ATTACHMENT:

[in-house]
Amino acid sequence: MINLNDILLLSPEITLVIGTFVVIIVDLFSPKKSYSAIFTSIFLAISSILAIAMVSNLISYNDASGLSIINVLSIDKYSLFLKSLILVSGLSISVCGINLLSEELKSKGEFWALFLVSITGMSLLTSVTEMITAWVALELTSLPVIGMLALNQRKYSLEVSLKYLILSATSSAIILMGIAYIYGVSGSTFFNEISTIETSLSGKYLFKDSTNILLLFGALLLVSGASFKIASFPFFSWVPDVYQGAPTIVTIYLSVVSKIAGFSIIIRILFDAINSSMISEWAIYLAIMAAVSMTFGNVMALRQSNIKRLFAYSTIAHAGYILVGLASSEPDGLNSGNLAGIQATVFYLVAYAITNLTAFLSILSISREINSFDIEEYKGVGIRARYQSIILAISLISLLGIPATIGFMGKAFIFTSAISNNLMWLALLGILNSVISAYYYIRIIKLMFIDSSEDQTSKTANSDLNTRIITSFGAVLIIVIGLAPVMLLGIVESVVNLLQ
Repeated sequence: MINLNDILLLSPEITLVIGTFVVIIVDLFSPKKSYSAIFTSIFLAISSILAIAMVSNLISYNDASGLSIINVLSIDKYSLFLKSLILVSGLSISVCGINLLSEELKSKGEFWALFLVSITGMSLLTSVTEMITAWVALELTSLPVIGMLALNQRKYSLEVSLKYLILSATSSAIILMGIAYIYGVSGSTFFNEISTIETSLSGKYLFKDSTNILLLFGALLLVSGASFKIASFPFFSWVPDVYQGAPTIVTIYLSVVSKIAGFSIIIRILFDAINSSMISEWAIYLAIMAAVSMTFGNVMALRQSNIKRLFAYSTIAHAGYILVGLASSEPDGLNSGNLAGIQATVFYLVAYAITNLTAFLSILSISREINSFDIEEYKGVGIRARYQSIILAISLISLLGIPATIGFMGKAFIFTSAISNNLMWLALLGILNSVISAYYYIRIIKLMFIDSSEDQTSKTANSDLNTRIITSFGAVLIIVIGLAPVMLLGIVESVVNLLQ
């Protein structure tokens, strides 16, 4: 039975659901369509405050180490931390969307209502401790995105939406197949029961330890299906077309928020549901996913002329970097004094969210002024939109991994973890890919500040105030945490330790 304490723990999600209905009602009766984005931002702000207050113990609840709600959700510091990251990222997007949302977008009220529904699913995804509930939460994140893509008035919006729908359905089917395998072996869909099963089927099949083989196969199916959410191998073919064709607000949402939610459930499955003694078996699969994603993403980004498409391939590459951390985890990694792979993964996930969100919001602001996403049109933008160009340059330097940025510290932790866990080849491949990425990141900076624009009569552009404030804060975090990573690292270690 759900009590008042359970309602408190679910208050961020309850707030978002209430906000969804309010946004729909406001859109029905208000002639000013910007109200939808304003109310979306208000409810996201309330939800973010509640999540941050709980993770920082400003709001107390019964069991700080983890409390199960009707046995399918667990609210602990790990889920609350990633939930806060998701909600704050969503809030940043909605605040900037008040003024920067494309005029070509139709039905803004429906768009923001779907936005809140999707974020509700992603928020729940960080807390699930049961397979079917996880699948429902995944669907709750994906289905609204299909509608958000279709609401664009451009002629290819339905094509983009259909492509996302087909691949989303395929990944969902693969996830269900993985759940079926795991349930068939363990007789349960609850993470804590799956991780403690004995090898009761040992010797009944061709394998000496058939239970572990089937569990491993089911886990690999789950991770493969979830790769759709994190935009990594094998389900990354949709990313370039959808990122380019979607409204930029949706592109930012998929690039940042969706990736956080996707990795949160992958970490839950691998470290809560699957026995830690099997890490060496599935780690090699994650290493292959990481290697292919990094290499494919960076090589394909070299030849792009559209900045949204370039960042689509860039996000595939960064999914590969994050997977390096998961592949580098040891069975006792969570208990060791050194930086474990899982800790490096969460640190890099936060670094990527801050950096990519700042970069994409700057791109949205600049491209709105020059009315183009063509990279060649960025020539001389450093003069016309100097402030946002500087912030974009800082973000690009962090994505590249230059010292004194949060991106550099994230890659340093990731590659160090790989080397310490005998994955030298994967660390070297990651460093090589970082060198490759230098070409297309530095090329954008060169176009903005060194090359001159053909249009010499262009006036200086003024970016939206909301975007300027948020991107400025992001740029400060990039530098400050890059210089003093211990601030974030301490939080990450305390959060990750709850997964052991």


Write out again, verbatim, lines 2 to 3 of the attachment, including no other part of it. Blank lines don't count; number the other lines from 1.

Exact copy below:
Amino acid sequence: MINLNDILLLSPEITLVIGTFVVIIVDLFSPKKSYSAIFTSIFLAISSILAIAMVSNLISYNDASGLSIINVLSIDKYSLFLKSLILVSGLSISVCGINLLSEELKSKGEFWALFLVSITGMSLLTSVTEMITAWVALELTSLPVIGMLALNQRKYSLEVSLKYLILSATSSAIILMGIAYIYGVSGSTFFNEISTIETSLSGKYLFKDSTNILLLFGALLLVSGASFKIASFPFFSWVPDVYQGAPTIVTIYLSVVSKIAGFSIIIRILFDAINSSMISEWAIYLAIMAAVSMTFGNVMALRQSNIKRLFAYSTIAHAGYILVGLASSEPDGLNSGNLAGIQATVFYLVAYAITNLTAFLSILSISREINSFDIEEYKGVGIRARYQSIILAISLISLLGIPATIGFMGKAFIFTSAISNNLMWLALLGILNSVISAYYYIRIIKLMFIDSSEDQTSKTANSDLNTRIITSFGAVLIIVIGLAPVMLLGIVESVVNLLQ
Repeated sequence: MINLNDILLLSPEITLVIGTFVVIIVDLFSPKKSYSAIFTSIFLAISSILAIAMVSNLISYNDASGLSIINVLSIDKYSLFLKSLILVSGLSISVCGINLLSEELKSKGEFWALFLVSITGMSLLTSVTEMITAWVALELTSLPVIGMLALNQRKYSLEVSLKYLILSATSSAIILMGIAYIYGVSGSTFFNEISTIETSLSGKYLFKDSTNILLLFGALLLVSGASFKIASFPFFSWVPDVYQGAPTIVTIYLSVVSKIAGFSIIIRILFDAINSSMISEWAIYLAIMAAVSMTFGNVMALRQSNIKRLFAYSTIAHAGYILVGLASSEPDGLNSGNLAGIQATVFYLVAYAITNLTAFLSILSISREINSFDIEEYKGVGIRARYQSIILAISLISLLGIPATIGFMGKAFIFTSAISNNLMWLALLGILNSVISAYYYIRIIKLMFIDSSEDQTSKTANSDLNTRIITSFGAVLIIVIGLAPVMLLGIVESVVNLLQ